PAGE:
Enriched expression of serotonin 1B and 2A receptor genes in macaque visual cortex and their bidirectional modulatory effects on neuronal responses

Akiya Watakabe, Yusuke Komatsu, Osamu Sadakane, Satoshi Shimegi, Toru Takahata, Noriyuki Higo, Shiro Tochitani, Tsutomu Hashikawa, Tomoyuki Naito, Hironobu Osaki, Hiroshi Sakamoto, Masahiro Okamoto, Ayako Ishikawa, Shin Ichiro Hara, Takafumi Akasaki, Hiromichi Sato, Tetsuo Yamamori

Research output: Contribution to journalArticlepeer-review

52 Citations (Scopus)

Abstract

To study the molecular mechanism how cortical areas are specialized in adult primates, we searched for area-specific genes in macaque monkeys and found striking enrichment of serotonin (5-hydroxytryptamine, 5-HT) 1B receptor mRNA, and to a lesser extent, of 5-HT2A receptor mRNA, in the primary visual area (V1). In situ hybridization analyses revealed that both mRNA species were highly concentrated in the geniculorecipient layers IVA and IVC, where they were coexpressed in the same neurons. Monocular inactivation by tetrodotoxin injection resulted in a strong and rapid (<3 h) downregulation of these mRNAs, suggesting the retinal activity dependency of their expression. Consistent with the high expression level in V1, clear modulatory effects of 5-HT1B and 5-HT2A receptor agonists on the responses of V1 neurons were observed in in vivo electrophysiological experiments. The modulatory effect of the 5-HT1B agonist was dependent on the firing rate of the recorded neurons: The effect tended to be facilitative for neurons with a high firing rate, and suppressive for those with a low firing rate. The 5-HT2A agonist showed opposite effects. These results suggest that this serotonergic system controls the visual response in V1 for optimization of information processing toward the incoming visual inputs. 2008 The Authors2009This is an Open Access article distributed under the terms of the Creative Commons Attribution Non-Commercial License (http://creativecommons.org/licenses/by-nc/2.0/uk/) which permits unrestricted non-commercial use, distribution, and reproduction in any medium, provided the original work is properly cited.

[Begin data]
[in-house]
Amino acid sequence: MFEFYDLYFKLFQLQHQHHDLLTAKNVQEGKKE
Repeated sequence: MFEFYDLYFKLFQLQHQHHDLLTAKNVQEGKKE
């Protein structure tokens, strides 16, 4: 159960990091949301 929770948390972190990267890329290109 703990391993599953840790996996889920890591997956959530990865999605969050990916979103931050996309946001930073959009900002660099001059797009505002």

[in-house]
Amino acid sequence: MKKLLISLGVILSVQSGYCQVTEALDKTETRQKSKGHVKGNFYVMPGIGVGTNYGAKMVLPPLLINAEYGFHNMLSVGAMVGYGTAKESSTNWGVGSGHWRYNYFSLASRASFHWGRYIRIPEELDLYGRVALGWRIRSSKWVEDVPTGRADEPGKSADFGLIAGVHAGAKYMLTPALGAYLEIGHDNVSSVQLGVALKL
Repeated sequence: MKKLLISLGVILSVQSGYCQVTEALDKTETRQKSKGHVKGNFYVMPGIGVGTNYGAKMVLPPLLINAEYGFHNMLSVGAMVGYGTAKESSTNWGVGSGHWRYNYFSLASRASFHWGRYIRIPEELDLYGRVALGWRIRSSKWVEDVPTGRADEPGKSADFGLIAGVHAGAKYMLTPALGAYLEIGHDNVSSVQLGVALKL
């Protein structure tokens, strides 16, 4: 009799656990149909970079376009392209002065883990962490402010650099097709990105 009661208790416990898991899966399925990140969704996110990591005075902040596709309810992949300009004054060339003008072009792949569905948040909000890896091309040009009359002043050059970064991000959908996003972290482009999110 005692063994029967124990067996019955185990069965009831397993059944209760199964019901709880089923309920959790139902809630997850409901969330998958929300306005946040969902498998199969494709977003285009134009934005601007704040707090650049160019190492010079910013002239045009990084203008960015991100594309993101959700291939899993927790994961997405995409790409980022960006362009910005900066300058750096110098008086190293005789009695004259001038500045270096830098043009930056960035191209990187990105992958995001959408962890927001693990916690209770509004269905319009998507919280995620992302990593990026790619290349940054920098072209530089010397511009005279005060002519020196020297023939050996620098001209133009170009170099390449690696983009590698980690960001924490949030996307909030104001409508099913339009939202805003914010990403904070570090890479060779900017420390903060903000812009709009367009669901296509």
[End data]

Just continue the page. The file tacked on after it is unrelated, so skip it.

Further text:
Original languageEnglish
Pages (from-to)1915-1928
Number of pages14
JournalCerebral Cortex
Volume19
Issue number8
DOIs
Publication statusPublished - 2009 Aug
Externally publishedYes

Keywords

  • 5-HT
  • Activity-dependent
  • Area-specific
  • Monocular deprivation
  • Primate
  • Visual cortex

ASJC Scopus subject areas

  • Cognitive Neuroscience
  • Cellular and Molecular Neuroscience

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